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Home is where the heart is…. Nutrition Chapter 7.

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Presentation on theme: "Home is where the heart is…. Nutrition Chapter 7."— Presentation transcript:

1 Home is where the heart is…

2 Nutrition Chapter 7

3 Nutrition – the science of food and the ways in which a body uses food. Nutrients – substances in food that provide energy or help form body tissues. They are necessary for life and growth.

4 6 Essential Nutrients Carbohydrates Fats Proteins Vitamins Minerals Water

5 Which 3 of the 6 essential nutrients provide us with calories (energy)? FATS PROTEINS CARBOHYDRATES

6 So what is a calorie? A unit of measurement for energy Carbs – 4 cal/gram Protein – 4 cal/gram FATS - 9 cal/gram

7 Carbohydrates – simple and complex Simple sugars do not need to be broken down in the metabolic process Complex carbohydrates are 3 or more sugars attached to form long chain molecules. They need to be broken down and take time to digest and be used as energy.

8 Simple or Complex Carbs?


10 So which type of carbohydrates are we able to use faster and easier after eating them? Simple or Complex?

11 Carbohydrates should make up about 60% of our daily calories. They are a major source of energy and also help repair tissues.

12 Dietary fiber – it is a complex carbohydrate but it is not digested. It is made up of the parts of plants we cannot digest. Fiber helps speed up food moving through the digestive tract. It prevents constipation and makes a person feel full High fiber diets also help prevent colon cancer Fiber is found in foods like fruits, vegetables, grains and beans

13 Fat provides the most energy per gram (9 cal) Reasons we need fat in our diets: Stores energy Pad and protect organs Insulate body from cold Important ingredient in several hormones Necessary for storage and transport of certain vitamins throughout the body

14 Saturated vs. unsaturated fat: which of these do we want to avoid? Saturated fat is solid at room temperature except for coconut oil and palm oil. It clogs arteries with plaque formation and contributes to heart disease. It is animal fat, milk fat and some oil fats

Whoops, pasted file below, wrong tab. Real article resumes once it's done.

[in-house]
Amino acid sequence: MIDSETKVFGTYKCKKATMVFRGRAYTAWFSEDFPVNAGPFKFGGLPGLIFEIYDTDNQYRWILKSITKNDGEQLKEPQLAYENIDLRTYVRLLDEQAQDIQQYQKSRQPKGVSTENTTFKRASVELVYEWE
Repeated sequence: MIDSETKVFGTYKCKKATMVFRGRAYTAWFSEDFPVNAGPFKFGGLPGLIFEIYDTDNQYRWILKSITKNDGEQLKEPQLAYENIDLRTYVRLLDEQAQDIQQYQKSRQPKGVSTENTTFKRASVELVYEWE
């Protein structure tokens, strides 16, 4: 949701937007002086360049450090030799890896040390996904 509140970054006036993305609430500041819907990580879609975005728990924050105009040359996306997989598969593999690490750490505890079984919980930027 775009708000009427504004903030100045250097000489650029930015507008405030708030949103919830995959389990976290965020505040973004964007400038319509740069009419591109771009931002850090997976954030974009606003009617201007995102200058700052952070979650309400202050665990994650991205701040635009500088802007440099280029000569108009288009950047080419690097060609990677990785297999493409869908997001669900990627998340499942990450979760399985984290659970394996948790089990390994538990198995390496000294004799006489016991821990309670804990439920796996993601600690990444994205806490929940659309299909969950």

15 Unsaturated fat is liquid at room temperature and is from plant sources like veg. oil, corn oil, peanut oil. It is cholesterol free. So what are “trans fats” ????

16 Hydrogenated oils (trans fats) are vegetable oils that have been altered to make them more useful in commercial food processing – they are solid oils They are found in margarine, chips, cookies, and other snack foods.

17 Hydrogenated oils can raise blood cholesterol levels as much as saturated fats Cholesterol – A fat-like substance in some foods of animal origin. It is produced by the liver and other organs. Our bodies make all the cholesterol we need. HDL and LDL (good chol. and bad chol.)

18 High-density lipoprotein (HDL) Good cholesterol, carries cholesterol from blood stream to the liver, where it is broken down to be used or removed from the body. Low-density lipoprotein (LDL) Bad-cholesterol – carries chol. And other fats from the digestive system through blood to the body’s cells. Excess cholesterol builds up on the walls of blood vessels – clogged arteries result.

19 What common cause of death may result from clogged arteries?

20 Proteins – made of carbon, hydrogen and oxygen, but also contain nitrogen. Necessary for growth and repair of body tissues. Made of amino acids. There are 20 total amino acids, 11 can be made in the body, 9 others must be supplied by food: called essential amino acids

21 Complete proteins – contain all 9 essential amino acids Incomplete proteins – contain only some of the 9 essential amino acids Meat, poultry, fish and milk products – complete proteins

22 Vitamins – compounds that help regulate certain chemical reactions in the body. Only vitamins the body makes are D and K. Fat soluble (dissolves in fat) – A,D,E and K – can be stored in fat. Water soluble – cannot be stored in the body, must be taken regularly in diet or by supplement. Any excess is excreted in urine.

23 Minerals – naturally occurring substances that contribute to the normal functioning of the body. Helps to build structural components of the body. Macro and trace minerals Macro- calcium, chlorine, magnesium, phosphorus, potassium, sodium, and sulfur Sodium is an electrolyte (electronically charged particle) Trace mineral – iron, can be supplemented

24 Water – 60-70% water Dehydration – when the amount of water excreted exceeds the amount of water taken in. How is water excreted? Effects of caffeine? Alcohol? Vomiting? Diarrhea? Water loss through perspiration helps cool the body. One sign of heat exhaustion is dry, hot skin. Body temperature begins to rise because the body cannot cool itself.

25 The RDA (recommended dietary allowances) Carbohydrates 50% or more Proteins 15% or more Fats 30% or LESS These are daily percentage ranges

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